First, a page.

After adding LeBron James, the Lakers have since agreed to sign Kentavious Caldwell-Pope, Lance Stephenson, JaVale McGee and Rajon Rondo.
What the heck are the Lakers doing?
Brian Windhorst and Ramona Shelburne of ESPN:
The Cavs were a team of specialists — many of them shooters — who were placed around the league’s ultimate Swiss Army knife. But at times, especially during the playoffs, it did have the feel that James was playing 1-on-5 and needing to play 48 minutes because he was the team’s only true creator and playmaker.
Cleveland also prioritized shooters and offense-minded players ahead of defenders and steadily sunk in the defensive rankings over the past three seasons, bottoming out as the No. 29 defensive efficiency team last season. This became a liability at times, particularly against the juggernaut Warriors.
What Johnson pitched to James was a team stocked with tough-minded playmakers like Stephenson and Rondo who could free up James to finish in the lanes and from the post, rather than having to create the lion’s share of the offense himself. Rondo and Stephenson are also defensively versatile as their length enables them to be effective defenders in switches. That also follows with the talents of the 6-foot-6 Ball, who showed the ability to be an elite rebounder and defender for a guard in his rookie year.
James, who will turn 34 in December, had studied the careers of all-time greats such as Kobe Bryant and Michael Jordan and noted how they moved from the wing to the post as they approached their mid-30s.
Playing more like Bryant and Jordan will take time and patience and James told Johnson that some habits will be hard to break, sources said. But James knows moving to playing more inside and giving up some control of the ball is important as he ages and his athleticism starts to fade.
Maybe the idea is playing in the post on this team will ideally train LeBron for the new challenge. If he can do it with the poor spacing Los Angeles will have next year, he can do it in any system. It’s like a donut on a baseball bat in the on-deck circle.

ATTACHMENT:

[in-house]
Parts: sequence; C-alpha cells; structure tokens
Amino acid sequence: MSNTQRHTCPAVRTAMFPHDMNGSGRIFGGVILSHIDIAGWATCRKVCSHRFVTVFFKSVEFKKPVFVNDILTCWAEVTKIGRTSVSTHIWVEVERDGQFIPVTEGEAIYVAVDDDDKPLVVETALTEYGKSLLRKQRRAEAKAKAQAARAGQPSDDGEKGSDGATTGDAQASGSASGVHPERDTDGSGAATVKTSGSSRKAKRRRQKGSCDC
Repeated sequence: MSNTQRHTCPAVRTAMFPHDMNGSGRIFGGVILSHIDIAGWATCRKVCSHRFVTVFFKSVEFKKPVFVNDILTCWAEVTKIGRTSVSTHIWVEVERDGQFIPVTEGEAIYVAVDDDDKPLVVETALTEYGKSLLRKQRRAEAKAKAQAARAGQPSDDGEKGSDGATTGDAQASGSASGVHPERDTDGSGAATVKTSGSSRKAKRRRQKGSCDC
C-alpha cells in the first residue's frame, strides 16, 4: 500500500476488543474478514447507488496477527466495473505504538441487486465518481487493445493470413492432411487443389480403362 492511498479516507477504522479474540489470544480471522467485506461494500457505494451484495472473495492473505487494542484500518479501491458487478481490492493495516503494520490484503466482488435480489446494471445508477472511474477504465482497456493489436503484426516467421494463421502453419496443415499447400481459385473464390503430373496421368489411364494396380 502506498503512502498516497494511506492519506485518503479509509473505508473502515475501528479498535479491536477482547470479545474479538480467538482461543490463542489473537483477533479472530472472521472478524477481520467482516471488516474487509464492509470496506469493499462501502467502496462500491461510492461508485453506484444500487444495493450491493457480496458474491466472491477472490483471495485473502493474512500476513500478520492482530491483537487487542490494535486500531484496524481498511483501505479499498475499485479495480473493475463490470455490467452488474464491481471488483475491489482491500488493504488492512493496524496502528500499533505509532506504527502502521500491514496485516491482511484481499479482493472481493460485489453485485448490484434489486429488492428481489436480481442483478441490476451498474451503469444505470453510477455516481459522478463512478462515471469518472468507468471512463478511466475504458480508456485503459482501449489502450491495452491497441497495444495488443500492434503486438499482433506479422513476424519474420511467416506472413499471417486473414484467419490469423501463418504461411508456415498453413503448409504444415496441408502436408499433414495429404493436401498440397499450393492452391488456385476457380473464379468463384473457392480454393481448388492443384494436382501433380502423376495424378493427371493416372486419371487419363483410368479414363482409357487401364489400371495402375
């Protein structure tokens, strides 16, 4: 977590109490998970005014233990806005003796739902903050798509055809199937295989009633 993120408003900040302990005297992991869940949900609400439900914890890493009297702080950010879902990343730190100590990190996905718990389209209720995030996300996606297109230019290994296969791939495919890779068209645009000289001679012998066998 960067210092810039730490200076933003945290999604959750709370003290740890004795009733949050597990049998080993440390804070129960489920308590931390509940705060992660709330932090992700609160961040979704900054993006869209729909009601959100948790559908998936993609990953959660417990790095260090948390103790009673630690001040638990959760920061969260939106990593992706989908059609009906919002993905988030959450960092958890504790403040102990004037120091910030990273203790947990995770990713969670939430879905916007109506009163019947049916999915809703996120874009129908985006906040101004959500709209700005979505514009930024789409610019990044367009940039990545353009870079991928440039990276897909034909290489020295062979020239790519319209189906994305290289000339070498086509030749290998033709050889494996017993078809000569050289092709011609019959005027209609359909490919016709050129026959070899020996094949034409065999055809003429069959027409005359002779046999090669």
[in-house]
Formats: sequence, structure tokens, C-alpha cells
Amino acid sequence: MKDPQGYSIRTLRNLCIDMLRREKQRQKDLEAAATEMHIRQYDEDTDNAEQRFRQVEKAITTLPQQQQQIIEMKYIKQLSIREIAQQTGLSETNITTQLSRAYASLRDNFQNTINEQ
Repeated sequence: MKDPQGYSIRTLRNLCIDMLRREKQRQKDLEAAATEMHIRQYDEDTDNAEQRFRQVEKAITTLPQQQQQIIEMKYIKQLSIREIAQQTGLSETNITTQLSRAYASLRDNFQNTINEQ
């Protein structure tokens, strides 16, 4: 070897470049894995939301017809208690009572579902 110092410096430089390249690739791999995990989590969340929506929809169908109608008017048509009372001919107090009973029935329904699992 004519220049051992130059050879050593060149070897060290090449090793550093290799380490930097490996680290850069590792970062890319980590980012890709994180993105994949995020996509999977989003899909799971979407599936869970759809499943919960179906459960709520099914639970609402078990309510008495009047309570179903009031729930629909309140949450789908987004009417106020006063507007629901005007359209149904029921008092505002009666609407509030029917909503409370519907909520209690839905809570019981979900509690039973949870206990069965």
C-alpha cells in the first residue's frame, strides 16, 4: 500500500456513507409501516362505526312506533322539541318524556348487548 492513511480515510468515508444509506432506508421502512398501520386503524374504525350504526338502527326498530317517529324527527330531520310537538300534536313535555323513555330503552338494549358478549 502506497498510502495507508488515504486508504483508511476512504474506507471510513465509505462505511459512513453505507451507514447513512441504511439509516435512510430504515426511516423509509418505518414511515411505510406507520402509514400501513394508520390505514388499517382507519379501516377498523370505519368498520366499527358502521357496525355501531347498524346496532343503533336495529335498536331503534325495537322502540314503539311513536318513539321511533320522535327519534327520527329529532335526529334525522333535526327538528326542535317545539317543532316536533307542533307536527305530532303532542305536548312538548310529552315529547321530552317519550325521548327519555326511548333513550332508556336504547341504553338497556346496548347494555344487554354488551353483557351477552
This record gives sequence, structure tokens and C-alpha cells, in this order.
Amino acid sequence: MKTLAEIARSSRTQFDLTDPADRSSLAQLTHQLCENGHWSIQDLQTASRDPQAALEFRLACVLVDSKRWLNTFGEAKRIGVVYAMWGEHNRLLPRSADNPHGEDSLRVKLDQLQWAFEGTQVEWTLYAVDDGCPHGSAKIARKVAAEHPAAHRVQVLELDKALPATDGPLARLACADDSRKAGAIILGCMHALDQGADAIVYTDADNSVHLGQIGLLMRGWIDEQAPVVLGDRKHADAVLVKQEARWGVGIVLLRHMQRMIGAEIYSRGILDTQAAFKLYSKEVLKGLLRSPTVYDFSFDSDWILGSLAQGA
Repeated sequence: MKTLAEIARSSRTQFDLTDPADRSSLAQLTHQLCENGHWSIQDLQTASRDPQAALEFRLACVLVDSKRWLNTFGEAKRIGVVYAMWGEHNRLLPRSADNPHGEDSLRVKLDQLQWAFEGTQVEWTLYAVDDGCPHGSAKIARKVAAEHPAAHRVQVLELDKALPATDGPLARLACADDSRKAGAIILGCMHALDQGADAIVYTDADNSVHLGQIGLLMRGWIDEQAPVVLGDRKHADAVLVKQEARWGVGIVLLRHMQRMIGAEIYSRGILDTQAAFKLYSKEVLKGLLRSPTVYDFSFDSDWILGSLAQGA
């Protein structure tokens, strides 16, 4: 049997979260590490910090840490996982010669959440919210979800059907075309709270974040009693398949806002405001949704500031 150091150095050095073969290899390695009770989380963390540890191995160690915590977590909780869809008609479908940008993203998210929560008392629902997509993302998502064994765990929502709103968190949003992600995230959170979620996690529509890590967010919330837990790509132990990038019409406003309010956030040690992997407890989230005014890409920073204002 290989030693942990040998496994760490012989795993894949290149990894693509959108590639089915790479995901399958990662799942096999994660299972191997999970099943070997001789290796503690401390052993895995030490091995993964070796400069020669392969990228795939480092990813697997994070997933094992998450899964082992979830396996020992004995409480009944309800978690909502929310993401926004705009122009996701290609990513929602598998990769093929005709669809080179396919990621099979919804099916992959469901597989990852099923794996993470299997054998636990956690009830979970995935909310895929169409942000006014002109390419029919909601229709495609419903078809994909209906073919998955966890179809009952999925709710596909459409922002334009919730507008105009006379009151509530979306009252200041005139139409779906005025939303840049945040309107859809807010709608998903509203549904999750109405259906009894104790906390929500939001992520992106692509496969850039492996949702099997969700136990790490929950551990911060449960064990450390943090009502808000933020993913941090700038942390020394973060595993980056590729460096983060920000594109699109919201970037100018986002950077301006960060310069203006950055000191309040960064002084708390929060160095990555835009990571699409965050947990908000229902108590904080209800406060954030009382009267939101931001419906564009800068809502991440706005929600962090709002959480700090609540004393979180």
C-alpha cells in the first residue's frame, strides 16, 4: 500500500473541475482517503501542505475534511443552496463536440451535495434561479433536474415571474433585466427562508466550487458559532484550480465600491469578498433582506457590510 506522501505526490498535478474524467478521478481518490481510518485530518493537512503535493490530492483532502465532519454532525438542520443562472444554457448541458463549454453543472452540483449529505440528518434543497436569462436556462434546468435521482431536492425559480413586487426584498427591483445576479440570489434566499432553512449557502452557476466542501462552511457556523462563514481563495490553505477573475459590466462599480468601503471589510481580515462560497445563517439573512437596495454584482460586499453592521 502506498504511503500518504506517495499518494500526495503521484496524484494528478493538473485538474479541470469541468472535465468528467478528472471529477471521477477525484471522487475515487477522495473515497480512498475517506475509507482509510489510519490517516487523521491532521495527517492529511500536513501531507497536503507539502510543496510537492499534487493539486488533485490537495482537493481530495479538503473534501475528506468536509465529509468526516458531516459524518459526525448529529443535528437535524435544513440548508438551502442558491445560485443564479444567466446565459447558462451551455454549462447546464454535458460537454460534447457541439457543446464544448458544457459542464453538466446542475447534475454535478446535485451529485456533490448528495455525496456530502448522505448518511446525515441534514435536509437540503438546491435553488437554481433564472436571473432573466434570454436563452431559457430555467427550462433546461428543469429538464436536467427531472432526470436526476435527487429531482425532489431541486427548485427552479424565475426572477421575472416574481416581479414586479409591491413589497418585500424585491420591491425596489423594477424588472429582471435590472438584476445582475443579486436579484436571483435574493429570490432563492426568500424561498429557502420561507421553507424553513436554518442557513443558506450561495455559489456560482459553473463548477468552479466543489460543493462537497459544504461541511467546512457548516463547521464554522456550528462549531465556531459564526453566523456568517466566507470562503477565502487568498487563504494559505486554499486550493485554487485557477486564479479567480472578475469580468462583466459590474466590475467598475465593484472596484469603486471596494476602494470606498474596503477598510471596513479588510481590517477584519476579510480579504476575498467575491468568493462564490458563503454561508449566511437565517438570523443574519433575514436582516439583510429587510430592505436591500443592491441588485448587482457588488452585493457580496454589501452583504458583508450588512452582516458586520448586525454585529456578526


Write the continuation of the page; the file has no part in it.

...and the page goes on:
But I fear the Lakers believe this iteration will work.
It’ll be an uphill battle.
Lebron needn’t be his only team’s playmaker, but he’s arguably the greatest playmaker of all-time. Taking the ball out of his hands is self-defeating in the micro.
In the macro, perhaps that’ll allow him to preserve energy. LeBron reportedly wants to play off the ball more.
If that allows him to expend more energy on defense, it could pay off. The Cavaliers’ defense was awful, and LeBron’s laziness on that end factored both directly and indirectly, setting a tone for his teammates. Given LeBron’s massive offensive burden, that approach made some sense. But it had major drawbacks.
The problem now: Rondo and Stephenson aren’t good enough.
Their defensive reputations far exceed their production anymore. Stephenson has struggled outside Indiana, and Rondo dials it up only in the playoffs.
Rondo remains a plus-passer, and Stephenson brings creativity offensively. But it’ll be harder for both to operate on this spacing-challenged team. And they’ll be taking the ball from LeBron freaking James.
I’m also skeptical this is a massive departure from LeBron’s situation in Cleveland. The Cavs were at their best when surrounding LeBron with specialists. But they also spent enough time last season partnering LeBron with another ball-dominant perimeter player – Isaiah Thomas, Derrick Rose, Dwyane Wade or Jordan Clarkson – to expose the failings of those lineups.
The Lakers are definitely prioritizing more defense, and their experiment deserves a chance to unfold. But I’m doubtful.
At least the Lakers have the young players (Brandon Ingram, Lonzo Ball, Kyle Kuzma and Josh Hart) and cap space next summer to re-tool if this plan fails.